Original Maskit pieces from 1960. Wall of inspiration: Maskit photographs from decades past.

The ‘Temporary’ End:

In ‘94 it all came to a screeching halt when Maskit closed due to the failed guidance of new ownership. Fortunately for all, Sharon Tal, an incredibly talented designer, appeared in Ruth’s life 2 and half years ago, and after much research and consideration Ruth and Sharon are reviving the brand to its former glory. It was and is the only real Israeli “Fashion House”.

About Sharon Tal:

Sharon Tal holding an Arabeska inspired print, silk scarf

Sharon Tal holding an Arabeska inspired print, silk scarf

Sharon graduated with honors from Shenkar School of Design in 2008, went on to work in Paris at Lanvin, and then become the head of embroidery at Alexander McQueen in London.

DT: Tell us about working at Lanvin with Alber Elbaz?
Sharon: I couldn’t believe it, I was in one of the best fashion houses in the world and Alber is one of the nicest, most amazing, kindest men! I ate lunch with him many times, I was the first Israeli intern to come there, so it might have been a bit of nostalgia for him to be able to speak Hebrew. It was a very intimate, fun and relaxed atmosphere (at Lanvin) and the communication with him was very easy. I was there 6 years ago and I’m still in contact with him.

Jacket with Yemenite jewelry coated with silver, and trimmed with leather. Hard at work creating unique garments in the upstairs work studio. Details of Yemenite and Bethlehem inspired embroidery.

Jacket with Yemenite jewelry coated with silver, and trimmed with leather. Hard at work creating unique garments in the upstairs work studio. Details of Yemenite and Bethlehem inspired embroidery.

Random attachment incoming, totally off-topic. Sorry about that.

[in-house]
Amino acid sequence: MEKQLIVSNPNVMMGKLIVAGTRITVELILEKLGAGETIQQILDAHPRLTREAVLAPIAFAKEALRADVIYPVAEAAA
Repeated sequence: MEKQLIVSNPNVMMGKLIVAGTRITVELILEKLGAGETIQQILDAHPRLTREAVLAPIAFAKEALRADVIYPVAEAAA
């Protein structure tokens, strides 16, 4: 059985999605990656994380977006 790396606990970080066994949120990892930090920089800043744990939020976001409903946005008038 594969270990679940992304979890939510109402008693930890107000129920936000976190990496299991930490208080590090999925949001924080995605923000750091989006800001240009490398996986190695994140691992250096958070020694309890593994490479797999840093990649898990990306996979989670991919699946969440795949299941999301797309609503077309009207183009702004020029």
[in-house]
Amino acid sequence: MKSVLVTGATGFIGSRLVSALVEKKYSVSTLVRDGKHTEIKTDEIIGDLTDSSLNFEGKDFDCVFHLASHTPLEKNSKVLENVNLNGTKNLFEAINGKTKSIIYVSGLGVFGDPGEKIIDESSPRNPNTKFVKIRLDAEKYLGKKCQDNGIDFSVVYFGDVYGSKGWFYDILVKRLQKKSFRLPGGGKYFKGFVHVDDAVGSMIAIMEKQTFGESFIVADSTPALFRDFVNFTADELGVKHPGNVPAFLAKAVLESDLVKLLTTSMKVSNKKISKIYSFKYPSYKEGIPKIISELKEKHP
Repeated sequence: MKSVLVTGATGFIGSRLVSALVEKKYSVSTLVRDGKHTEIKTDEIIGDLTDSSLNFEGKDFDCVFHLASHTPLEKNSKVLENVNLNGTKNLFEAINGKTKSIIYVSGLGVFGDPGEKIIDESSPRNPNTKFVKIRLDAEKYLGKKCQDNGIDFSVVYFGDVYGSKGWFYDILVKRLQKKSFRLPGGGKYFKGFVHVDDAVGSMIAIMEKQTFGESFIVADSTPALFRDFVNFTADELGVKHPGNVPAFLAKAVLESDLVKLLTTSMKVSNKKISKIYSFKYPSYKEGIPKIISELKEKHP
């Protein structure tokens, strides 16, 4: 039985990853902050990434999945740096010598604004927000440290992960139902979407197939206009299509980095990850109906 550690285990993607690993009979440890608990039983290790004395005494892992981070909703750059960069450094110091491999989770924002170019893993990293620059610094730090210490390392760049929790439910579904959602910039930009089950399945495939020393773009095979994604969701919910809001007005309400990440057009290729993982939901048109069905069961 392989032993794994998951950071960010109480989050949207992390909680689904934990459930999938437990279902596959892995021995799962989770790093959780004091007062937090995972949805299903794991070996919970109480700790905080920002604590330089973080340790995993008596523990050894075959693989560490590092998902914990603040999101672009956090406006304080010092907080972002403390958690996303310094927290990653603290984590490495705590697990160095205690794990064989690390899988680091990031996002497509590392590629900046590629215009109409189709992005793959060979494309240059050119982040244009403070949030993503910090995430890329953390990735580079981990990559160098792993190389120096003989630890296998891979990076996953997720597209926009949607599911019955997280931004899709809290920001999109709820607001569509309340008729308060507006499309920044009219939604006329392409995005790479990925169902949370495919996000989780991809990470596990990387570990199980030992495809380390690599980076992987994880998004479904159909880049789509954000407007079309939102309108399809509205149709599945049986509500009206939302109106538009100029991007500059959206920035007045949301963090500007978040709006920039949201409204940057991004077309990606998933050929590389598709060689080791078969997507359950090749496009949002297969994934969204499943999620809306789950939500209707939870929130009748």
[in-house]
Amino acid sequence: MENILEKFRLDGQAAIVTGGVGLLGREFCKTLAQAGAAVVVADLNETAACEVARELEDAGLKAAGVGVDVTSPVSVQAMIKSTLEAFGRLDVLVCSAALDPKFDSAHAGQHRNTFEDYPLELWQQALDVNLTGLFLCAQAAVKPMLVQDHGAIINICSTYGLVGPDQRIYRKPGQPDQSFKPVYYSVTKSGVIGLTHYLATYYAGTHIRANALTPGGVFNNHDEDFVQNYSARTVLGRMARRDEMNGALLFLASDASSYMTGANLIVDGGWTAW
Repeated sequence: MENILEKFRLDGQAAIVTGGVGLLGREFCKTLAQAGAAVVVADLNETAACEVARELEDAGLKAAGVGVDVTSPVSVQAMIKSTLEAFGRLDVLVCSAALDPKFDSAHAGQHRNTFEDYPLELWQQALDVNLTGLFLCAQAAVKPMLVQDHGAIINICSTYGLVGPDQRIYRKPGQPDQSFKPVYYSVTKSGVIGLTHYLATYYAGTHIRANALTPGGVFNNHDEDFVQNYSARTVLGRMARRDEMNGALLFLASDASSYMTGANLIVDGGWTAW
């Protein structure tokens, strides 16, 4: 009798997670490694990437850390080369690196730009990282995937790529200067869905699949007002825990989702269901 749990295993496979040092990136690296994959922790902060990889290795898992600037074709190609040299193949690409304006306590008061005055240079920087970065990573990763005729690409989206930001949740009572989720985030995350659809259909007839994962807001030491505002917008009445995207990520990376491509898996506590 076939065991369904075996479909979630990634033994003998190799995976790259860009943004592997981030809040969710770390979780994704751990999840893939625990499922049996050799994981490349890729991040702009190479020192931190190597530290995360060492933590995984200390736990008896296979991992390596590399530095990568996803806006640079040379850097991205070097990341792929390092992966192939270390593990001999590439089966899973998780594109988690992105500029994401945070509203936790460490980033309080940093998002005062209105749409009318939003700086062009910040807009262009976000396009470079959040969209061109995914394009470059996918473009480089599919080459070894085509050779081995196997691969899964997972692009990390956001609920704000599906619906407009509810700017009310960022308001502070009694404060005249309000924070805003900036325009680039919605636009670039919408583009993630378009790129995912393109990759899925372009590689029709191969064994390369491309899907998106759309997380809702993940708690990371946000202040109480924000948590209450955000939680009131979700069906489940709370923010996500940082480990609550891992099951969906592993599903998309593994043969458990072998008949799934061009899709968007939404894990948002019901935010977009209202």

DT: What about your experience at Alexander McQueen?
Sharon: McQueen had the stereotypical strict and serious fashion house atmosphere. I worked there for a few years, when Alexander was still alive. I was one of four designers that worked with him in the same studio room. There was the print designer, the shoe designer, the accessories designer, and me, the embroidery designer. We were all working together with him and Sarah Burton (his right hand, now Creative Director). Sarah is amazing!

Desert Coat - originally created in collaboration with Yves Saint Laurent. It was taken from the pattern of Ruth’s mom’s coat (it was the first one ever done).  As Sharon Tells it: Ruth owns it and let us borrow it to copy the pattern. This one is double sided and embroidered between the seams.   In the work studio, discussing a new embroidery technique perhaps?  Details of Bethlehem and Yemenite inspired embroidery.

Desert Coat – originally created in collaboration with Yves Saint Laurent. It was taken from the pattern of Ruth’s mom’s coat (it was the first one ever done). As Sharon Tells it: Ruth owns it and let us borrow it to copy the pattern. This one is double sided and embroidered between the seams.